Sugar, oh not-so-sweet!

….sweet as sugar and everything nice
These lyrics from Lenka’s famous song might make you hum some sweet nothings but in reality, sweet sugar doesn’t always lead to everything NICE (at least medically)!
Though, I personally have nothing much against this poor little thing, which is being targeted left, right and centre by all for the virtue it is best known for i.e being sweet! People globally have kind of taken it up against it and even started calling it names like sweet poison, killer, white devil, evil nutrient….and what not.
This constant jabber makes me look further and dig deep to find out how really good and bad sugar is for our being and is it practically doable to ignore its existence in our lives?

Sugar: The a, b, c…. of it

Sugar” is a common term for naturally occurring “simple carbohydrates”.
When we mention sugar, we usually refer to “table sugar” or sucrose, which is sourced primarily either from sugar cane or sugar beet. Beyond this, there are various other types of sugar available like milk sugars, honey and sugars made by plants during photosynthesis. The sole purpose of sugar is to provide energy for life.
Have a look at its various types
  • Glucose - fruits, vegetables and honey
  • Lactose - milk sugar
  • Sucrose - sugar cane, beet and in some other fruits and vegetables
  • Maltose (malt sugar) - malted drinks and beer
  • Fructose - fruits and honey
And you come across it in the forms of
  • Table sugar – the typical, granulated or cubed ones
  • Caster sugar - finer than granulated sugar used for baking, almost like powder
  • Brown sugar – used for color and flavor
  • Preservative sugar - coarser than granulated sugar, used for jams
One day my 9 year old niece, who is little chubby, asked a very simple and sensible question, “Why you prefer to give me fruits than chocolates? They are also sweet and must be having sugar in them.”
Indeed she was correct. Both the things contain sugar. But the difference comes in process of absorption and utilization of sugar by the body, keeping aside the additional nutritional benefits of the fruits.
To understand it better, take each variant as an example,
Sucrose (table sugar) contains empty calories (of course, this is the one used in chocolates too!). It does not have minerals, vitamins, fiber or any such nutritive element per se`.
Fructose, the sugar derived from fruits and vegetables gets slowly absorbed through the intestines and later gets converted into glucose in the liver. That’s why fructose is a "time-release sugar" as it delivers calories at a gradual rate and not all at once.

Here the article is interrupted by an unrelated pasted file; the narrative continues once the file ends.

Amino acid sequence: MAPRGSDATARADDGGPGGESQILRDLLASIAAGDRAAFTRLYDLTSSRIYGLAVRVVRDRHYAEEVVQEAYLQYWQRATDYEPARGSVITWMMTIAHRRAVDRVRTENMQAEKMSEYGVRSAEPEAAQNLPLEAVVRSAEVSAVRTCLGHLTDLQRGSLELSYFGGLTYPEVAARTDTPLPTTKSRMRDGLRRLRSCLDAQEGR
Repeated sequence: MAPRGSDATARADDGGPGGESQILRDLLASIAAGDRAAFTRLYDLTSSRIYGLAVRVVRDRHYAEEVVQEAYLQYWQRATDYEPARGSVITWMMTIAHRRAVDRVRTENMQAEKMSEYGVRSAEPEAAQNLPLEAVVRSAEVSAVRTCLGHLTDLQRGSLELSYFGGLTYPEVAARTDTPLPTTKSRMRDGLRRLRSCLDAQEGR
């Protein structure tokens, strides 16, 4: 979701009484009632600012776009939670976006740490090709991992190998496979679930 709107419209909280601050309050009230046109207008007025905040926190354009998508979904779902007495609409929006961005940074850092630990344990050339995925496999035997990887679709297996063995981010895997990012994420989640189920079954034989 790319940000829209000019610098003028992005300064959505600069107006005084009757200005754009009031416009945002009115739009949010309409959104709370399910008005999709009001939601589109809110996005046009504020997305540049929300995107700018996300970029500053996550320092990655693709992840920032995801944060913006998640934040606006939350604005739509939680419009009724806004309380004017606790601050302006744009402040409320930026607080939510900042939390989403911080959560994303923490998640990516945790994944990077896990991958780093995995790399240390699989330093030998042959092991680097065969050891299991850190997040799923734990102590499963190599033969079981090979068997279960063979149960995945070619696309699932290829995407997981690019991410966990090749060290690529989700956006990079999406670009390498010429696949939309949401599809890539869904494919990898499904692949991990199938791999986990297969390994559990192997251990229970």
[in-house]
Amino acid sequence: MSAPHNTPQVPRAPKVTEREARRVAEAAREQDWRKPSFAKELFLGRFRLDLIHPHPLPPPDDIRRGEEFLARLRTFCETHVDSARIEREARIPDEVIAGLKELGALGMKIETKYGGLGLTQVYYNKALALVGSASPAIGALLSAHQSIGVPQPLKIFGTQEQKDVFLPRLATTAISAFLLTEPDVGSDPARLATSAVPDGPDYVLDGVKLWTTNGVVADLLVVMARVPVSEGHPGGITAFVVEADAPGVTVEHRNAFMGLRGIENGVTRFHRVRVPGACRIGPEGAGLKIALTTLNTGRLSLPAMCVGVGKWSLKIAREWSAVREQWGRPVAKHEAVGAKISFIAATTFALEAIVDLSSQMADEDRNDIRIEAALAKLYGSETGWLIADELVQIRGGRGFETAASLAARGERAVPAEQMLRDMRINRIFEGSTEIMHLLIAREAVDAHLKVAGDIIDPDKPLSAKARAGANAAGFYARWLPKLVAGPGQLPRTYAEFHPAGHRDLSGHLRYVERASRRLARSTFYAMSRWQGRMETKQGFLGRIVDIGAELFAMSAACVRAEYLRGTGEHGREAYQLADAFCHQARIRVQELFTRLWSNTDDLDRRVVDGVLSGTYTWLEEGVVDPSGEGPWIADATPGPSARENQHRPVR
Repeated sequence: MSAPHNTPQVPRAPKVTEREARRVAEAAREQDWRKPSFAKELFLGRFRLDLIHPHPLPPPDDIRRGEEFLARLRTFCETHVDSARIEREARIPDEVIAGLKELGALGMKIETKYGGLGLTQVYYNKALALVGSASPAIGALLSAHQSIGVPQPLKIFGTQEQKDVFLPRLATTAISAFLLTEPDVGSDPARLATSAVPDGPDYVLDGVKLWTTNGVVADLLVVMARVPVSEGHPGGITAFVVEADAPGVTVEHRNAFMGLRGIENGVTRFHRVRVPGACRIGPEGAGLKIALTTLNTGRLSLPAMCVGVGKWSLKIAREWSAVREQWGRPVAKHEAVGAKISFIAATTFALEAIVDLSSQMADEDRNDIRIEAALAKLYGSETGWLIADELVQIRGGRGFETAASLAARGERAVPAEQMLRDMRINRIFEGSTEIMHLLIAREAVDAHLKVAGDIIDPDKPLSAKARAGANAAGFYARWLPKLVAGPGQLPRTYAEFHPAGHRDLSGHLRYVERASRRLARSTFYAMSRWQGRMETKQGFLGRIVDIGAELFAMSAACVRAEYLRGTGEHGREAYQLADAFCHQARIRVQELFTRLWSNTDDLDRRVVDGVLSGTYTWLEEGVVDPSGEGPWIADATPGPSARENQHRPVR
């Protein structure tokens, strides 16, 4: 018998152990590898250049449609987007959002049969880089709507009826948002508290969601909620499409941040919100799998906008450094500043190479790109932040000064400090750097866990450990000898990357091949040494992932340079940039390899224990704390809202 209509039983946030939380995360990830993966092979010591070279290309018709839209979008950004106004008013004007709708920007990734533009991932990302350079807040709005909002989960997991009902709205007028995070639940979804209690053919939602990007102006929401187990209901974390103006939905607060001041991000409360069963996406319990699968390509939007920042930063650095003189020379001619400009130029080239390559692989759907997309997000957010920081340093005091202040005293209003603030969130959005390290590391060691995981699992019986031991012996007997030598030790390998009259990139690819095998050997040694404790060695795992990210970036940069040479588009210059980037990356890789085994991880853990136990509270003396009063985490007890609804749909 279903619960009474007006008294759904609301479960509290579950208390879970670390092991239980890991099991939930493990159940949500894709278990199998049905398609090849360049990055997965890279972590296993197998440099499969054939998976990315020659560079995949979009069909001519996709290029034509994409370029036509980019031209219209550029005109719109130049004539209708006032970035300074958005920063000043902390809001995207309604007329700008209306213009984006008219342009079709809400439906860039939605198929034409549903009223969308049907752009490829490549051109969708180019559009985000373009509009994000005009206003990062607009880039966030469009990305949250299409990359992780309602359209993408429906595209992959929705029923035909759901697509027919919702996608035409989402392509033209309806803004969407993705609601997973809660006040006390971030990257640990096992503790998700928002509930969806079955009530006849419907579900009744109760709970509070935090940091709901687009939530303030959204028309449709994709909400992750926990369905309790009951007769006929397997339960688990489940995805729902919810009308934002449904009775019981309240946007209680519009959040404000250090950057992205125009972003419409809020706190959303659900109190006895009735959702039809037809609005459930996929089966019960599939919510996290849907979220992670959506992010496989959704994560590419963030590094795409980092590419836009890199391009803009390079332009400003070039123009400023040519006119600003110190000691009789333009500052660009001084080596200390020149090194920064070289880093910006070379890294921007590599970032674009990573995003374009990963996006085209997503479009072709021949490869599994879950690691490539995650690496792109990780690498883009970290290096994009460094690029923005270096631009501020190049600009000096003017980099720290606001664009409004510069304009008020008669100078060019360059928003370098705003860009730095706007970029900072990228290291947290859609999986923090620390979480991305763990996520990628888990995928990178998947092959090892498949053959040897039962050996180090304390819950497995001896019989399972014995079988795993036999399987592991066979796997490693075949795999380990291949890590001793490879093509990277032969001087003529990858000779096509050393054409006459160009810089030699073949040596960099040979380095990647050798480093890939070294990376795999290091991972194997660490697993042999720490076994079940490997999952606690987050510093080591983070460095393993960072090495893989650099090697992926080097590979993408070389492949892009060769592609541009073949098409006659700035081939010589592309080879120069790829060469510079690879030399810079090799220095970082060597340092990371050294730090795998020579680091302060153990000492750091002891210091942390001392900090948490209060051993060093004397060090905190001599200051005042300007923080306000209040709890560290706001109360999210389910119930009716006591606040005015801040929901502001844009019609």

Another form of simple sugar glucose breaks down quickly in the stomach and later it gets pumped directly into the bloodstream through the walls of intestine. This raises the blood glucose levels instantly.
That answered my nieces question but of ‘course to her I did it in a much simpler way.

How much is needed in a day

None. Well, none in the added forms of ‘course!
But yes, definitely the carbohydrates are required by the body. The minimum requirement for total carbohydrate in a day from all sources is only 130 grams/day.
As per WHOs guidelines, added sugar per day should not contribute more than 10% of total calorie intake. A person on a 2000 calorie diet a day should consume no more than 50 grams of carbohydrate in the form of sugar (approx 13 teaspoons).
1 teaspoon of sugar = 4 grams of carbohydrate, providing approximately15 calories.
According to the American Heart Foundation, the recommended daily sugar intake for:
Men: 36 grams or 9 teaspoons
Women: 20 grams or 5 teaspoons
Children: 12 grams or 3 teaspoons

Follow the mantra - Reduce, Refrain, and Restrict

It’s ok to have a small helping of occasional sweet treat with friends or sooth your sweet tooth once in a while. The evil occurs only when our diet is usually and consistently high in sugar content.
You can also manage it by making small modifications here and there in your lifestyle and believe me it can reap you huge results, unknowingly. For example:
  • Do not go cold turkey in a day. Slowly wean out of it.
  • Switch to artificial sweeteners for your regular tea, coffee and other drinks.
  • If you want to enjoy a sweet treat, don’t have it with dinner. Savor it during the day itself so that your get enough time and movement to burn it off.
  • Chew sugar-free gum to limit those sweet cravings.
  • Finishing meals with fruits rather than desserts is also a good idea.
  • Don’t keep chocolates, biscuits, and other sugary stuff.

Now… some fun facts and trivia about sugar

After all this heavy stuff, let me lighten you up with some sugary facts and fun trivia about sugar.
  • Lemons are higher in sugar content than strawberries.
  • 'Sugar' and “sure” are the only two english words that are spelt 'su' and pronounced 'sh’.
  • Sugar is used extensively by chemical/pharmaceutical companies to grow “penicillin”.
  • To keep flowers stay fresher longer, put a spoonful of sugar in the vase.
  • Sugar was added to concrete in escalating the setting process.
  • On movie sets, huge glass windows, bottles, plates etc are made of sugar.
  • A pinch of sugar on the tongue is a traditional home remedy for bothering hiccups.
Moral of the story: Consume as little as possible. Daily requirement of carbohydrates can be met though healthier sources like fruits, vegetables, and grains eaten throughout the day.

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